Electroencephalographic and behavioral convulsant effects of hydrobromide and hydrochloride salts of bupropion in conscious rodents
David C Henshall1, Nick Dürmüller2, H Steve White3, Robert Williams4, Paul Moser2, Mark Dunleavy1, Peter H Silverstone5
1Department of Physiology and Medical Physics, Royal College of Surgeons in Ireland, Dublin, Ireland; 2Porsolt and Partners Pharmacology, Le Genest-Saint-Isle, France; 3NeuroAdjuvants, Inc., Salt Lake City, UT, USA; 4Biovail Technologies, Ltd., Dublin, Ireland; 5Biovail Corporation, Mississauga, ON, Canada
Abstract: A novel bromide salt of the antidepressant bupropion (bupropion HBr) has recently been developed and approved for use in the United States. Given previous use of bromides to treat seizures, and that the existing chloride salt of bupropion (HCl) can cause seizures, it is important to determine if the HBr salt may be less likely to cause seizures than the HCl salt. In the present animal studies this was evaluated by means of quantified electroencephalogram (EEG), observation, and the rotarod test in mice and rats. Both bupropion salts were tested at increasing equimolar doses administered intraperitoneally. The results in mice showed that bupropion HCl 125 mg/kg induced a significantly higher ten-fold increase in the mean number of cortical EEG seizures compared to bupropion HBr (7.50 ± 2.56 vs 0.75 ± 0.96; p = 0.045), but neither drug caused any brain injuries. In rats bupropion HBr 100 mg/kg induced single EEG seizure activity in the cortical and hippocampal (depth) electrodes and in signifi cantly (p < 0.05) fewer rats (44%) compared to bupropion HCl, which induced 1 to 4 convulsions per rat in all rats (100%) dosed. The total duration of cortical seizures in bupropion HCl-treated rats was significantly longer than the corresponding values obtained in bupropion HBr-treated rats (424.6 seconds vs 124.5 seconds respectively, p < 0.05). Bupropion HCl consistently induced more severe convulsions at each dose level compared to bupropion HBr. Both treatments demonstrated a similar dose-dependent impairment of rotarod performance in mice. In conclusion, these findings suggest that bupropion HBr may have a significantly lower potential to induce seizures in mice and rats, particularly at higher doses, compared to bupropion HCl. Determination of this potential clinical advantage will require human studies. If confirmed by such studies, it is likely that this potential beneficial clinical benefit would be due to the presence of the bromide salt given the long history of the use of bromide to treat seizure disorders.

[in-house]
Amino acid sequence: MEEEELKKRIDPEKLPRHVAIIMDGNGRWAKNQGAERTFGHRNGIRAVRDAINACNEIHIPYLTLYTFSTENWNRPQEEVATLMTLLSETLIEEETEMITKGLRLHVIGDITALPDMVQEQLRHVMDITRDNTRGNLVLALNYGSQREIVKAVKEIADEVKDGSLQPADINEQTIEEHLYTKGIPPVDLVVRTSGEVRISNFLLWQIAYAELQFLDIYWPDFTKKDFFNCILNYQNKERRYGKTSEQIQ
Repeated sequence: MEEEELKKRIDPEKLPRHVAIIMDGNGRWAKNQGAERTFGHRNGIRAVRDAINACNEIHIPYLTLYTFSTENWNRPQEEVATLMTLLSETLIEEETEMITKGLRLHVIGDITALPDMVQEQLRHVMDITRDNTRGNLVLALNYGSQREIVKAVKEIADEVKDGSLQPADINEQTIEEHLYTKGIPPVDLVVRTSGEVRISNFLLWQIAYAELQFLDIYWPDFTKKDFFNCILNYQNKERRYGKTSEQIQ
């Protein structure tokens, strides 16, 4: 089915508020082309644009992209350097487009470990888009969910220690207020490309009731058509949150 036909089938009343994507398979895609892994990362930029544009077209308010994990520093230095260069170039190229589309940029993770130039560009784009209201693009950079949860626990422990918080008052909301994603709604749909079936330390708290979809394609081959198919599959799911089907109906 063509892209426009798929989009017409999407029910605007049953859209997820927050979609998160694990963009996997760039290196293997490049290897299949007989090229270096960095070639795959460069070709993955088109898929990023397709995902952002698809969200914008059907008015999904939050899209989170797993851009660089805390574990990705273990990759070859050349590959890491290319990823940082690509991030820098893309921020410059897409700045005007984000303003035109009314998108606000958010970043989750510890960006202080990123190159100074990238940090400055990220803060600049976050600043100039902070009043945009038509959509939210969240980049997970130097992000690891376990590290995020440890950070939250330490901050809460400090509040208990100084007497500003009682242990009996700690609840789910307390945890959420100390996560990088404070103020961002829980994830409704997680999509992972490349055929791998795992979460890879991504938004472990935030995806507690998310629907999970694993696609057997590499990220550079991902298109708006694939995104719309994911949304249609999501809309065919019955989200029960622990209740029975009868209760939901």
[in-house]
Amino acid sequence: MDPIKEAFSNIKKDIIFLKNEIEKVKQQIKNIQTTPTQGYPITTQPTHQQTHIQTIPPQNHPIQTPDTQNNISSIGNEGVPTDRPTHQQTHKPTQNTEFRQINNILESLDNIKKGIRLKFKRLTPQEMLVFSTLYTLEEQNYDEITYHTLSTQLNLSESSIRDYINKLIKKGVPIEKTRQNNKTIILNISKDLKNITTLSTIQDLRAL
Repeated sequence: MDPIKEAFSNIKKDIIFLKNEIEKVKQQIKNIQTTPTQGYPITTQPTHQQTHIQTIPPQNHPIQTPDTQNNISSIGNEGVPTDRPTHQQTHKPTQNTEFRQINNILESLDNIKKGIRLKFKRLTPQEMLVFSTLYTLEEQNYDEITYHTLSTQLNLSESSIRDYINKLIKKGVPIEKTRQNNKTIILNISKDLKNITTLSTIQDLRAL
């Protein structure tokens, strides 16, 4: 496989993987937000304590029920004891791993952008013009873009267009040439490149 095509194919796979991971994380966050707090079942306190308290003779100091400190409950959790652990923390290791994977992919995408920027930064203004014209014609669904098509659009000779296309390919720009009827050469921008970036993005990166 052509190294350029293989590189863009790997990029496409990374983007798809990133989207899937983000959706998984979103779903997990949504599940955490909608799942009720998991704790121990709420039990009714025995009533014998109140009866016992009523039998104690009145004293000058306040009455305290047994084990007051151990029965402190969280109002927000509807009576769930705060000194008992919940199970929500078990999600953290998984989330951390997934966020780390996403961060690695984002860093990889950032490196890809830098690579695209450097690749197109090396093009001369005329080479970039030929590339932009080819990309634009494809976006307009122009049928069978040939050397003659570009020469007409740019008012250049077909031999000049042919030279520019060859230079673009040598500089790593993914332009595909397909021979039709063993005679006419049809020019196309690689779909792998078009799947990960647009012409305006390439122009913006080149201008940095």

Keywords: bupropion hydrobromide, bupropion hydrochloride, EEG, seizures, mice, rats, motor impairment
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